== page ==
Selling Art? Know the Decision Maker

by Carolyn Edlund

Increase your art sales by understanding your buyer and their motivations.

 

retail buyer shopping at a trade show

 

A few years ago, I ran across a company at a trade show selling graphic novels that depicted Bible stories. These novels were action-packed and exciting, with high quality Marvel-style illustrations. And although they were written for teens in a format that appealed to that age group, the company had different target customers in mind.

Who were the ideal customers for these books? Christian parents, who wanted their kids to read biblical material rather than stories like “Sin City.” Targeted through advertising, they would purchase and put these novels in their children’s hands. Church youth group leaders were also prospects. They would buy multiple quantities of novels that taught classic religious stories written in a contemporary form that teens would want to read.

As an artist, you might be in a similar situation, where your ideal buyer is not always the end user. Do you know who you are really selling to? What are their motivations, and how will they make a purchasing decision? The more you prepare to address the needs of the real decision makers, the better your sales results will be.

Decision makers vary in different situations. Let’s take a look at some potential scenarios:

Selling to the Middle Man

If you want to pursue gallery representation, you should have a portfolio presentation ready to impress the gallery owner or manager. Even though the end user is the collector, you have to approach and meet with the gallery first to secure the opportunity. When you do so, be prepared to discuss the profile of your existing collectors, to establish whether they match the gallery’s audience. This will help you seal the deal.

Similarly, if you plan to make work in production and sell wholesale to stores, understanding their needs and challenges is essential. These buyers don’t say “yes” because they personally love what you make. They make buying decisions based on what they know their retail customers want. Retailers often also need display and merchandising options, signage and great packaging that make it easy to stock your work in their store. Knowing this up front will help you structure your offering to fit their needs and land the account.

Selling to a Couple

If you make high-end work appropriate for a residence or vacation home, a sale may hinge on both partners agreeing to the purchase. When that is the case and you only meet one of them, know that your “sales cycle” has just begun. Get contact information for those important follow-up emails and phone calls. If possible, arrange to meet with both of them and make a presentation. You might make arrangements to visit their home to discuss the acquisition. Or, obtain a photo of their space and use Photoshop or an app like Art Placer to give an in situ preview of your work displayed in their home.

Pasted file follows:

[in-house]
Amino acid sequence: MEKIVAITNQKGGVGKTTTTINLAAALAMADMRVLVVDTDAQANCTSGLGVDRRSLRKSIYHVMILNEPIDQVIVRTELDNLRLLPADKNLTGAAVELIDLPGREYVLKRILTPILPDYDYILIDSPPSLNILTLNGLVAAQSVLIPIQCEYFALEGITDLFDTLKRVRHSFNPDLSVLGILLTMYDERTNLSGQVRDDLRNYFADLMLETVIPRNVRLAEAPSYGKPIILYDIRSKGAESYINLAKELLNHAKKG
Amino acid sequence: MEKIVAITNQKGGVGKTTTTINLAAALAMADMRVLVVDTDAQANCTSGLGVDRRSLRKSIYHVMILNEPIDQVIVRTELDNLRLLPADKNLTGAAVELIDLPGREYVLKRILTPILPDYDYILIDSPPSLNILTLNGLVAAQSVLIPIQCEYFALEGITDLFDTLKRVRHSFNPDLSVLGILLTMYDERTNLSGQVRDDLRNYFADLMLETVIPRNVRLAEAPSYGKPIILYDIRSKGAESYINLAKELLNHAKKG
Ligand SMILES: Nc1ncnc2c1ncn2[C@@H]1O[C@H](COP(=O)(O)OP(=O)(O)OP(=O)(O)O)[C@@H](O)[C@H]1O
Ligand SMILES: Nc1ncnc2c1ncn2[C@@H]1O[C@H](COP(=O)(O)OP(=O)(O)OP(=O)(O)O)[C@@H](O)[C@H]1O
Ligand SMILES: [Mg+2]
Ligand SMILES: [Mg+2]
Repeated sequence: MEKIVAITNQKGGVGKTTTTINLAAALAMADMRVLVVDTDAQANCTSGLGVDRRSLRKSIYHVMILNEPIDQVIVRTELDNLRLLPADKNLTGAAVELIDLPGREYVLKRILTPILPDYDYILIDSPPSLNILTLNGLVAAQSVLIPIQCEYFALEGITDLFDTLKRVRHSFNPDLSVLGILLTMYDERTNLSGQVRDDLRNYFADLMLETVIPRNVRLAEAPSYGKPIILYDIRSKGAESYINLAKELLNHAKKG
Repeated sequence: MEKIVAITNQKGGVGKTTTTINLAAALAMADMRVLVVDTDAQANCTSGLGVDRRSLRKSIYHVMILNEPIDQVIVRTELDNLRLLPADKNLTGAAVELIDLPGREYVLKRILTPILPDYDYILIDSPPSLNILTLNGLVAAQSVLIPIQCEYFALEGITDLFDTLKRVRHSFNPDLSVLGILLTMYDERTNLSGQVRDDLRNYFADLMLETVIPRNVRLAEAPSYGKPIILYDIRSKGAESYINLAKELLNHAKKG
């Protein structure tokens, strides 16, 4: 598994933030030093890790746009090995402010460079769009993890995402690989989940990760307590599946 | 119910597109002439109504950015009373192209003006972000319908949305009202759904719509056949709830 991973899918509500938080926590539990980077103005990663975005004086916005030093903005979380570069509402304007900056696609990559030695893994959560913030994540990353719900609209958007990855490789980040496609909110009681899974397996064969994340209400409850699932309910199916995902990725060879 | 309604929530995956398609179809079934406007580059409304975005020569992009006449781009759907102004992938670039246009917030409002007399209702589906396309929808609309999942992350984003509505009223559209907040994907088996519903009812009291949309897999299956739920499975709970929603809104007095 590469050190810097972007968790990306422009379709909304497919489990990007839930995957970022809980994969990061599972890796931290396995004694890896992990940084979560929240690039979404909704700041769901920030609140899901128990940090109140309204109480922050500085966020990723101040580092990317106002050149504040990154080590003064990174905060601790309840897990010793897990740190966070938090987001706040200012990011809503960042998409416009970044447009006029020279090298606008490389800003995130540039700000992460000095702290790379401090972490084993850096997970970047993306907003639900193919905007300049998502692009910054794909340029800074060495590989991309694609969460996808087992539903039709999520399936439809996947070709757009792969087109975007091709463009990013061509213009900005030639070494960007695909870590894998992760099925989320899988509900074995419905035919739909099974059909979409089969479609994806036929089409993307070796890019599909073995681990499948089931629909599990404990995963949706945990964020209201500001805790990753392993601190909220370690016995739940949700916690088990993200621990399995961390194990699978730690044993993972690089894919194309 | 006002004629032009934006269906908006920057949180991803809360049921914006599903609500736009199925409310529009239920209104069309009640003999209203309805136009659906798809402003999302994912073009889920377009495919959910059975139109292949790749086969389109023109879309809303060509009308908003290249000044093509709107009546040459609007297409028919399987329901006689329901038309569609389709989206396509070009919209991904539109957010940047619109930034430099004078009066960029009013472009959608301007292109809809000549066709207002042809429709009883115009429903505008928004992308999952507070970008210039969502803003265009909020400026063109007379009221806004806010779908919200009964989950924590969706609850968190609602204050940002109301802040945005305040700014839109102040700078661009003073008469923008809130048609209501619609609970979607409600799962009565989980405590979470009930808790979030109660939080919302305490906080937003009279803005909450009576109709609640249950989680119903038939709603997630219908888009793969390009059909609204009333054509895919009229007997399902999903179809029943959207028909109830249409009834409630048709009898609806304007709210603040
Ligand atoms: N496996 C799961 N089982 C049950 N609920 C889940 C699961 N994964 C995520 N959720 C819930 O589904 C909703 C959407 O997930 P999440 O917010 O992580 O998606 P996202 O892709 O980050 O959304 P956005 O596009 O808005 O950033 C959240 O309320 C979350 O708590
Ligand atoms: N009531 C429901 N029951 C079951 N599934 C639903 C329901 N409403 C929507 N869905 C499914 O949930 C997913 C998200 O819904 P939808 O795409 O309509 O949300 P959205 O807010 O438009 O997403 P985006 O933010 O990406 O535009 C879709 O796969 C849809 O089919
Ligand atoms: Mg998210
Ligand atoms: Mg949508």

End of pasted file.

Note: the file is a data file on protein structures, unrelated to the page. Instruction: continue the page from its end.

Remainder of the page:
The Corporate Customer

Is your art perfect for corporate spaces? Your prospect might be an interior designer or art consultant working on a project that requires approval from a company executive. In early discussions, learn about the ultimate decision maker and their priorities, such as budget, timeline, impact of the art, or other factors. If you plan to build your career in this niche, you must have a clear understanding of the industry and how it works. Research and planning will put you in a good position to anticipate needs and make presentations that fulfill them.

Gift Sales

Many artists and makers create work that is perfect as a gift. This means you need to have a bead on the mindset of the gift giver as well as the recipient. If you make clothing for children, for instance, your customer will likely be a mother or a grandmother. Even though your designs might delight a child, they certainly won’t be making the purchase.

Take into consideration what the buyer needs to know. Is your handmade clothing soft and comfortable, eco-conscious, easily washed, stain-resistant? To make the sale, you may have to be able to drop ship to a grandchild in another state, offer no-hassle returns and exchanges, and even gift wrap. Put yourself in your customer’s shoes. What exactly do they need to feel comfortable enough to say “yes” to the purchase?

Specialty Markets

Let’s say you are a jewelry designer with a collection that is perfect for the bridal market. You might be selling to a woman, perhaps a bride, her mother or someone involved in the event. What is her point of view and how is she making decisions? Given that, how will you present your work and relate to this shopper?

On the flip side, your client may be the prospective groom searching for a perfect engagement ring. What are his biggest concerns? What questions may remain unasked, that you need to anticipate and draw out in conversation? How can you sell consultatively to ensure that this customer will not only feel confident but excited about his very special purchase?

No matter what sales channel, specialty market or goals you have, you will encounter different types of buyers and decision makers. Observe your customers carefully to ascertain their motivations and understand how they think. When you are able to tap into what they need and want, you can structure your sales approach to fit them.

 

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YES PLEASE!

Comments

  1. Wow, you covered a lot of different scenarios to market your art. And with each, the strategy differs. I would say the toughest one to try would be gallery representation. It can be very enduring. And actually, it is an art within itself. Each outlet scheme would have its own buyer’s motivations to purchase. Thank you, Carolyn, for writing this. It helps an artist to try to understand what is involved with marketing our art.

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